New research finds access to bicycles improves school attendance for girls in Zambia’s rural communities

World Bicycle Relief has released the follow-up results for their Wheels of Change study, which finds that giving girls in rural Zambia access to a bicycle reduces school absenteeism by 29% and school drop-out rates by 19%.

While significant efforts have been made by the Zambian Government to improve access to basic education and achieve gender parity, school attendance and completion rates remain much lower for girls in comparison to their male peers.

This is often due to the tyranny of distance. Parents have legitimate safety concerns about their daughters travelling long distances without adult supervision and care. For poor households, the time girls spend on the school journey might be needed to undertake household chores or income-generating activities.

In response, World Bicycle Relief established its community-led Bicycles for Educational Empowerment Program (BEEP), in partnership with the Ministry of General Education in Zambia. BEEP aims to improve educational outcomes by providing reliable, heavy-duty Buffalo Bicycles to students who walk more than 3km each way between home and school. 

The Wheels of Change study assessed the long-term impacts of BEEP through a randomised controlled trial that was conducted by Innovations for Poverty Action in 2017-18 across 100 government primary schools in southern Zambia.

At that time, the research found that bicycles reduced commute times for female students by one-third, saving them over an hour in travel time daily. School punctuality rates increased by 66%. In addition, the probability of girls being harassed on the journey to and from school reduced by 22%, and girls were 33% less likely to miss school or leave the classroom early because of concerns for their safety.

The follow up study to Wheels of Change looked at administrative data of the same cohort in 2019-20. The researchers evaluated attendance and drop-out rates at schools where girls had received a bicycle and compared results with the control schools (where girls did not have access to a bike).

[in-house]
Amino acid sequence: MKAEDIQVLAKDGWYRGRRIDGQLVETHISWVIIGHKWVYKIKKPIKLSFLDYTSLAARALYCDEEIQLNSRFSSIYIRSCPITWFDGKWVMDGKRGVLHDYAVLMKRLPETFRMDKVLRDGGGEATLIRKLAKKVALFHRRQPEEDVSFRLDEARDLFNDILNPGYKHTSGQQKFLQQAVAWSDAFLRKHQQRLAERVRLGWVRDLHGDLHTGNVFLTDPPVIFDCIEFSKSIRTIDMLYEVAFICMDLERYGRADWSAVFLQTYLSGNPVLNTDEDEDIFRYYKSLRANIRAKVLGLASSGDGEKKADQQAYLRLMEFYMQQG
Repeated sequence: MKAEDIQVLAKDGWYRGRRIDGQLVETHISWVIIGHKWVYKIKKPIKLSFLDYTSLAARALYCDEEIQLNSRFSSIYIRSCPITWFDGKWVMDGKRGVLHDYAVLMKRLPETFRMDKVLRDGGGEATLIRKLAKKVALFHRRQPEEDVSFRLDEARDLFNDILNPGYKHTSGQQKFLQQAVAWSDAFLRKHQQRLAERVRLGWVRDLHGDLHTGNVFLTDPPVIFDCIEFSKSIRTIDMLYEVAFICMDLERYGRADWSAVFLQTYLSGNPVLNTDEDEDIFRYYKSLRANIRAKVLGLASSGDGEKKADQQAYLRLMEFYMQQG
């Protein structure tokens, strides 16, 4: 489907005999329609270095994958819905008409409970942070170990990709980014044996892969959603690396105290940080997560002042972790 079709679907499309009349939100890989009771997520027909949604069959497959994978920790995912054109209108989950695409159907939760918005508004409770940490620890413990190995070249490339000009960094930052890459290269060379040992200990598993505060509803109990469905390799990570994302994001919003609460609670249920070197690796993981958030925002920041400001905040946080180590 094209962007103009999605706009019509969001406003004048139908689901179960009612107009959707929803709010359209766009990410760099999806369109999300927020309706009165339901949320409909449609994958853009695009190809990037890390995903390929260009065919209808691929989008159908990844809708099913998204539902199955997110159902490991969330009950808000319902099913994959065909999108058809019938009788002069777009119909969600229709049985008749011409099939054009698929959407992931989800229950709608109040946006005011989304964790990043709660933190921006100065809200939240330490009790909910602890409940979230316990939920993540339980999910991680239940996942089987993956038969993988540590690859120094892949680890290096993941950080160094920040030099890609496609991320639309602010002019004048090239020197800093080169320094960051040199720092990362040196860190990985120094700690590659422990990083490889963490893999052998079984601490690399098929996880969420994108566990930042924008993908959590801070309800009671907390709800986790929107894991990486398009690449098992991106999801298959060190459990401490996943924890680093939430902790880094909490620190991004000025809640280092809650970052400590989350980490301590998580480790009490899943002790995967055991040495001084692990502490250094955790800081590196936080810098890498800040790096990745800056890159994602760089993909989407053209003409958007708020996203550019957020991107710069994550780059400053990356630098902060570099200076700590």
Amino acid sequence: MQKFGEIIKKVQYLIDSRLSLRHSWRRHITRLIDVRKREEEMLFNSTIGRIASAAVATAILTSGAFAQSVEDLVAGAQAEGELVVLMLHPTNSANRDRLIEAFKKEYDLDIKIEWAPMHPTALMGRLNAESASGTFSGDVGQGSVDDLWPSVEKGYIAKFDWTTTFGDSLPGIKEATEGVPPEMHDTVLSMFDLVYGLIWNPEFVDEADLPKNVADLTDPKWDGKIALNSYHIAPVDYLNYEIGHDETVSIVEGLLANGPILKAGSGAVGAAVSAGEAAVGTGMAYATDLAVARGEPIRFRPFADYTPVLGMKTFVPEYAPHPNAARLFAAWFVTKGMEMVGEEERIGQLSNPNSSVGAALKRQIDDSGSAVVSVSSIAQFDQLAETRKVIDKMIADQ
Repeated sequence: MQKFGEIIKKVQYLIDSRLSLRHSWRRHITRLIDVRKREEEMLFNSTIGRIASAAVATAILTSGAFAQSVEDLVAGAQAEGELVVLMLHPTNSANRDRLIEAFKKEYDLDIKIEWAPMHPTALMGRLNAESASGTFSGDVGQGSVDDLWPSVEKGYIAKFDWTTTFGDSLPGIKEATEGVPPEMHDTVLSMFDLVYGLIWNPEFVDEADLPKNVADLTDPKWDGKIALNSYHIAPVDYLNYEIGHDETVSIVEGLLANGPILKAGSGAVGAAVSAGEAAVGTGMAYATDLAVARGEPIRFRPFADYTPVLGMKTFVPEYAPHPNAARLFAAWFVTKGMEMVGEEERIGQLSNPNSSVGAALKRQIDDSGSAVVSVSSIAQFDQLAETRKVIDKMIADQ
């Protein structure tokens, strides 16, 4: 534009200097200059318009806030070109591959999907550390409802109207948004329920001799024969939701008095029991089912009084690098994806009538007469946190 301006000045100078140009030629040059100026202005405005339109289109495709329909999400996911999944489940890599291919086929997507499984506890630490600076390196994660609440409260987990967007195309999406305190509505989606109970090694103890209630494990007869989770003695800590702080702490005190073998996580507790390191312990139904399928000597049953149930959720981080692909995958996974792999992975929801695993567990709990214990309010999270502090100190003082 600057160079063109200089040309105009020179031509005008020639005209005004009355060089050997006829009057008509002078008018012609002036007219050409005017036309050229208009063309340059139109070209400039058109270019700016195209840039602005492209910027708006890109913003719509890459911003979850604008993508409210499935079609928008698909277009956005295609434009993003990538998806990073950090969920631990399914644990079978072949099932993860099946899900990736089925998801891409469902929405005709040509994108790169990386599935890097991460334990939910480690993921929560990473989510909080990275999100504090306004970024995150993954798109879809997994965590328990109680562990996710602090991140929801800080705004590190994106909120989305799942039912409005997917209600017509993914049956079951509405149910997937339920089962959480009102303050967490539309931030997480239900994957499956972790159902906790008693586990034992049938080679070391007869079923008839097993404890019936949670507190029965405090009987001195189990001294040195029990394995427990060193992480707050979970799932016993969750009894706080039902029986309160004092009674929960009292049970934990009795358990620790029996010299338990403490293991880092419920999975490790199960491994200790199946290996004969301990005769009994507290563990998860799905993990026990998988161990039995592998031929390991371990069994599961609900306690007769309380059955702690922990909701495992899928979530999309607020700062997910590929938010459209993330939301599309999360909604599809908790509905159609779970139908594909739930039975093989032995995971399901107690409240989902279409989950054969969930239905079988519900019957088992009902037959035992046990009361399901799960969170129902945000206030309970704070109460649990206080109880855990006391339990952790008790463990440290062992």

This follow-up research found that bicycles continued to improve educational outcomes for girls, even when the COVID-19 pandemic created significant disruptions, requiring school administrators to close schools from April-September 2020:

  • Absenteeism reduced by 41% in 2019, and by 29% in 2020. Girls with a bicycle attended school for approximately 2-3 more days each school term than those without a bicycle.
  • In 2019, girls with bicycles were one-third less likely to drop out of school than those without bicycles, while in 2020, this figure was 19%.

Di Mason, Development Director of World Bicycle Relief Australia, said: “Unfortunately, COVID-19 has had a detrimental impact on girls’ access to education around the globe, particularly in rural areas where incomes are historically low.

“Many families have been unable to afford the costs of education or have been reliant on their children to contribute to household earnings. The findings of the follow up study to Wheels of Change demonstrate, however, that girls with bicycles were much less likely to leave school than their peers without a bicycle.

“At a time when it is so important that we safeguard access to education for children in developing communities, this research highlights how bicycles can be used as a transformative asset for girls and young women.”

The Wheels of Change report also finds that the provision of a bicycle results in improved feelings of self-worth among female students. Girls with bicycles had a greater belief in their potential to succeed and reported feeling more in control of decisions affecting their lives.